Two projects of interest came before the Historic Preservation Commission on Friday morning: Promenade Hill and 241 Columbia Street.
The plans for Promenade Hill appear not to have changed significantly from what was presented to the Common Council in October. The only change seems to be the addition of picnic tables in the play area and on the historic upper Promenade.
Gail Wittwer-Laird from Starr Whitehouse, who was presenting the project to the HPC, noted that the budget was inadequate to address the whole site, so Phase I will focus on improvements to the lower plaza, primarily to provide universal access to the promenade, a significant feat in itself, since the grade change from the street to Promenade Hill is 14.5 feet. Wittwer-Laird also noted that the current plaza, with its badly patched paving and maze of meaningless retaining walls, was "not a suitable front door to the historic promenade."
Because the materials have not been determined, the HPC could not grant a certificate of appropriateness to the plans for Promenade Hill, but they did give approval to the concept. A public hearing was tentatively scheduled for Friday, January 8, at which time it is expected that the issues of budget and materials will have been resolved, and the HPC will have the specific information needed to grant a certificate of appropriateness.
The proposed restoration of 241 Columbia Street was also before the HPC in Friday. It will be remembered that the owner of the building, Victoria Milne, said she would sell it if it was designated a local landmark, but it would seem she has had a change of heart. Interestingly, although the building was granted historic designation because it was the original house of worship for Shiloh Baptist Church, Milne has chosen to call the project "Columbia Lodge," acknowledging its use as the headquarters of Mount Carmel Lodge after Shiloh Baptist Church moved to the former synagogue on Warren Street in 1967.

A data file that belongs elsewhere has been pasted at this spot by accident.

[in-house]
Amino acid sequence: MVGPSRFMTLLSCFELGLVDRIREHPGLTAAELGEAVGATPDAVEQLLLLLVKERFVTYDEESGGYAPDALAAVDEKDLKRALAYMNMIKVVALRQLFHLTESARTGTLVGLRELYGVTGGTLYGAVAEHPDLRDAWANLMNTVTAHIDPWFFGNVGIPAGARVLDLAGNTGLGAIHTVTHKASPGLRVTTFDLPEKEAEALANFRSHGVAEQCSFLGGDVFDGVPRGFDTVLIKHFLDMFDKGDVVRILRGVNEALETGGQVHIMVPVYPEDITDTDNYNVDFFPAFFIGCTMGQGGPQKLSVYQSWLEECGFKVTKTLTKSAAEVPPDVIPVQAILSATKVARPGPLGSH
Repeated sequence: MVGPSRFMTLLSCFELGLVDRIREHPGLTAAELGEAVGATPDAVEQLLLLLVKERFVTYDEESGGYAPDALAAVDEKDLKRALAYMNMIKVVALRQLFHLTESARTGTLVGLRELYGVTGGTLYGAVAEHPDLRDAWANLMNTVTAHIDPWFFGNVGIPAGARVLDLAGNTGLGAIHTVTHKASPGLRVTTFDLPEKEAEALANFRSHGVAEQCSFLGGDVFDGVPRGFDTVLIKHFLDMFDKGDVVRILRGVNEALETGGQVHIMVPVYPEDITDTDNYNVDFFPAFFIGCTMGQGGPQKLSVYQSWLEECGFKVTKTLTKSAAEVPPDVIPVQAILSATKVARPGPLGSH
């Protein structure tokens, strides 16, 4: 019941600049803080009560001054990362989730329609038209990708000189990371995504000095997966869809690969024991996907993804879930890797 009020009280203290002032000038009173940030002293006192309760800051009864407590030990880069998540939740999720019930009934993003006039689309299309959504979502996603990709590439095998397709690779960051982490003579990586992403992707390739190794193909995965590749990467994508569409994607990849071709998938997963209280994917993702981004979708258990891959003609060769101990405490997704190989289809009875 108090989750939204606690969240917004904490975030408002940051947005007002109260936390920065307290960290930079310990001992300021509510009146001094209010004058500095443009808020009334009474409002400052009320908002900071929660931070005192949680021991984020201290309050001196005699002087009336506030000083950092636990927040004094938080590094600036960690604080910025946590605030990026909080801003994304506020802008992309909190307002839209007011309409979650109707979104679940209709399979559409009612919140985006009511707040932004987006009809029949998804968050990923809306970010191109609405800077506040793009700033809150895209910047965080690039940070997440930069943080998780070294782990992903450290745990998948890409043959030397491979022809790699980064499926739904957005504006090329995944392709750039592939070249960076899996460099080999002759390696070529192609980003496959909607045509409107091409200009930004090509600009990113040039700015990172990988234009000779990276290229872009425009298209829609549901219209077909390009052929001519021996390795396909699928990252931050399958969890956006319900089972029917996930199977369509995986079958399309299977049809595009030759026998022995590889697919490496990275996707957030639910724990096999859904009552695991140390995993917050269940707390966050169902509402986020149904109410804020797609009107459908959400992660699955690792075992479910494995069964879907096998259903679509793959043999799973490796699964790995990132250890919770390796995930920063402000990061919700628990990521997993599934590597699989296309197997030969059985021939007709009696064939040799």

As part of a weatherization project approved by the HPC in September, the vestibule, which was rotting and not original to the building, was removed. Now a certificate of appropriateness is being sought to do five things to the building:
- Lower the front entry door.
- Move the basement door to the left.
- Install windows in the cupola in the openings where there are now louvres.
- Add a greenhouse at the rear, which will provide ADA access to the building.
- Cover the stucco base of the building with wood siding.
Regarding covering the stucco with wood siding, HPC member Miranda Barry commented, "Part of the history of this building is that it is a simple aspirational building build in a kind of impossible spot." The high exposed foundation is testament to that.
Milne admitted that she was "on the fence" about the wood siding over the stucco, noting that "cladding the masonry humanizes the basement and makes it feel less like a clammy basement." She told the HPC that she felt strongly about the glass in the cupola and spoke of "celebrating one big gesture in this humble building." She also noted that louvres were used for temperature control and the windows proposed, which could be opened and closed remotely, would similarly be passive temperature management.
HPC member Hugh Biber spoke in support of the windows in the cupola, saying they would not only bring light into the interior but also emit light at night.
After the presentation, HPC chair Phil Forman allowed comments from three members of the public--Ronald Kopnicki, Matt McGhee, and Christabel Gough, the three people who have been the most outspoken and eloquent advocates for the historic significance of this building. Kopnicki requested that there be a public hearing before the HPC granted a certificate of appropriateness. McGhee protested that moving the basement door violates the original design of the building and suggested there was a window on the side of the building that could be converted into a door to the basement. He called lowering the entry door "an unfortunate move" and argued there was no code requirement that made it necessary to move the door. He suggested the stucco on the foundation be removed to reveal the local stone beneath. He too called for a public hearing. Gough wanted more detailed drawings of the front of the building as proposed.
Bohl raised the question of whether the applicant wanted concept approval or construction approval for the greenhouse. Forman noted that a "higher level of specs" would be needed before the HPC could consider granting a certificate of appropriateness. "We'll figure out the public hearing when they get more specificity." Milne argued that the meeting was a public hearing because members of the public had been permitted to speak. There was some talk of scheduling a public hearing on January 8, but code enforcement officer Craig Haigh said, "I don't know why a public hearing is even being discussed; it is an incomplete application." In the end, it was decided that the project would come back to the HPC at its next meeting on December 18.
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